Two more suspects, including an Indonesian woman, have been detained in connection with the death of Mr Kim Jong Nam, the elder half-brother of North Korea’s leader Kim Jong Un, as quoted from The Straits Times.
One was an Indonesian woman by the name of Siti Aisyah, while the other was her boyfriend Muhammad Farid Jalaluddin, a 26-year-old Malaysian. A woman holding a Vietnamese passport was the first to be detained.
Police chief Khalid Abu Bakar said yesterday that the Malaysian “is currently remanded in custody to assist investigation”.
However, police say he is not one of the main suspects involved in the attack on Mr Kim, who is suspected to have died from a liquid poison administered by two women at the Kuala Lumpur International Airport 2 on Monday.
“The third suspect is still being questioned to find out how much he knows about his girlfriend’s activities,” Selangor state’s police chief, Datuk Abdul Samah, told The Straits Times.
Indonesian diplomats have met the woman arrested in Malaysia and confirmed she is an Indonesian citizen, officials said yesterday. The 25- year-old Indonesian from Serang, west of Java Island, was detained by Malaysian police in the early hours of yesterday, while her boyfriend was nabbed on Wednesday evening.
Deputy Prime Minister Ahmad Zahid Hamidi confirmed separately that the man found dead on Monday, who was travelling by the name of Kim Chol, was Mr Kim Jong Nam. “He carried two different identities. Probably this is an undercover document,” he told reporters. Mr Kim was carrying documents with two different names and held a passport by the name of Kim Chol, 46.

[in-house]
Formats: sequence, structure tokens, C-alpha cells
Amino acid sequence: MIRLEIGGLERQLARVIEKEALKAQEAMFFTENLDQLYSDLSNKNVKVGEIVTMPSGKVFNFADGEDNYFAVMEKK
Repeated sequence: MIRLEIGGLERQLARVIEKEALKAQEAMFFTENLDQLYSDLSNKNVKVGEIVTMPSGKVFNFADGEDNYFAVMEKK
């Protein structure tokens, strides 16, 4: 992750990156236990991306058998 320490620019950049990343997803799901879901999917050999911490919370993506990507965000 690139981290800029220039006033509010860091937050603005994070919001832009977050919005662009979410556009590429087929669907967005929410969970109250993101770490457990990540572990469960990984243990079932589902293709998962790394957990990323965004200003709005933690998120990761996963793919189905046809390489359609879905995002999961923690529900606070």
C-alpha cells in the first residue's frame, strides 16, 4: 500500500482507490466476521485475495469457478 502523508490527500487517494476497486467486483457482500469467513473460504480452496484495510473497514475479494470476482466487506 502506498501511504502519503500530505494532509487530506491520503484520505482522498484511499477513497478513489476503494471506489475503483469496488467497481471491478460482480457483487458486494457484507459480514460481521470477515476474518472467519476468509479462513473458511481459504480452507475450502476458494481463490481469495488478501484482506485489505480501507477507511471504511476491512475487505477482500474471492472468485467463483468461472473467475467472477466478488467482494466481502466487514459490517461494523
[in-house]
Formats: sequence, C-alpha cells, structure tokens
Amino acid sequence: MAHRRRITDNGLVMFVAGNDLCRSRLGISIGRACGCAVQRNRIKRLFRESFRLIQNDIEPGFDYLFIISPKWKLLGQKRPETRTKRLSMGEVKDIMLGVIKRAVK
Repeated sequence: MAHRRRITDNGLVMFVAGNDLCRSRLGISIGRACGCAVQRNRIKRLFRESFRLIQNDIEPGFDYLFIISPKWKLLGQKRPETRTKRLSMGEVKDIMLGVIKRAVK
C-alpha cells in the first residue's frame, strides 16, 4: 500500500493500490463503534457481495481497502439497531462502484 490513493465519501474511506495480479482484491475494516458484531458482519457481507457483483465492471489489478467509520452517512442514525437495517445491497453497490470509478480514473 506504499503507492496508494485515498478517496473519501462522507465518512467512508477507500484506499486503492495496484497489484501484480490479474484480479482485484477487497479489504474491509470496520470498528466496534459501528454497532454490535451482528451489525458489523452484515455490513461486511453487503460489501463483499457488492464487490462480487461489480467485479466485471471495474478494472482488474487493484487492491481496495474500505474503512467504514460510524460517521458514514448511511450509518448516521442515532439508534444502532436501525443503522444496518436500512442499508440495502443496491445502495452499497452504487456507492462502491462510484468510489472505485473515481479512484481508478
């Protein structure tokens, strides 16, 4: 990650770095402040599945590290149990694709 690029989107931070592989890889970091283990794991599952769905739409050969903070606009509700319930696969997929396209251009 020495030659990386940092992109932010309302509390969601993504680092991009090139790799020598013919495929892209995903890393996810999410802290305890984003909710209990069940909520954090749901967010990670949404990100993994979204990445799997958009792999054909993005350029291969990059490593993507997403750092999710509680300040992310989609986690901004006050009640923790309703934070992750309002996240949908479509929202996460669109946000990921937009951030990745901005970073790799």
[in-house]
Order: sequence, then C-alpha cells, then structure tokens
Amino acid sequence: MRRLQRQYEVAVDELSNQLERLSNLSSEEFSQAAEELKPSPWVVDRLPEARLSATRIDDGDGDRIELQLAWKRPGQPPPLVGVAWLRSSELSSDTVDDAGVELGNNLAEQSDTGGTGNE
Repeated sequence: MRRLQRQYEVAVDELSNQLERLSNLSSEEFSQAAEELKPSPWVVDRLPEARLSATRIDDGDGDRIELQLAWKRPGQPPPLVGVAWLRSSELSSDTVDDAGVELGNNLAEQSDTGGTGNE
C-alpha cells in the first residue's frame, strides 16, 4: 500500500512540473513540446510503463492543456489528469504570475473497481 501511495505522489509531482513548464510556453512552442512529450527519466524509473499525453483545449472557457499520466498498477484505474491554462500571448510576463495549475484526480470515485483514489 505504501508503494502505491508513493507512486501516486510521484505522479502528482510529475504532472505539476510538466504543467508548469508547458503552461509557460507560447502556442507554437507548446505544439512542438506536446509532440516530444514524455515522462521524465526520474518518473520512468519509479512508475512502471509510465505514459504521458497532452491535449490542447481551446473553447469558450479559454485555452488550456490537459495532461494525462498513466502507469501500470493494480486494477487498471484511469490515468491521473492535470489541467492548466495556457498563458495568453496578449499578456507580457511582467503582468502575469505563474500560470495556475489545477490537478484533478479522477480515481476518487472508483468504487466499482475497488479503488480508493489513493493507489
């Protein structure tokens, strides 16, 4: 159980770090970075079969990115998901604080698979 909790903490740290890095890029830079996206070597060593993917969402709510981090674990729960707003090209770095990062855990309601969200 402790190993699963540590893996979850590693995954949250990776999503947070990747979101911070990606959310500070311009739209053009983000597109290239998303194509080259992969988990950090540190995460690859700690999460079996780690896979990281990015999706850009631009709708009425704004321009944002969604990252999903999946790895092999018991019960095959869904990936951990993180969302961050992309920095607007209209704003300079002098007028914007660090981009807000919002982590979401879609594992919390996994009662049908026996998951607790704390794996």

While the authorities await lab results from an autopsy completed on Wednesday, Datuk Seri Zahid said that as Mr Kim still held North Korean citizenship, his body will be sent back to his homeland as requested.
“We will facilitate the request by any foreign government, although there are procedures to be followed. Our policy is that we have to honour our bilateral relations with any foreign country,” he said.
Malaysia and North Korea have close ties, with citizens not needing visas to travel to each other’s countries. Malaysia exports palm oil to the communist regime, while 80 North Koreans work in construction and mining in Sarawak – based on a report last year.
Mr Kim Jong Nam, the eldest son of the late North Korean leader Kim Jong Il, had been living in exile since the death of his father in 2011. Known to reside in Macau, the younger Mr Kim is reported to have had businesses in Malaysia.
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Source: straitstimes.com / Author:Trinna Leong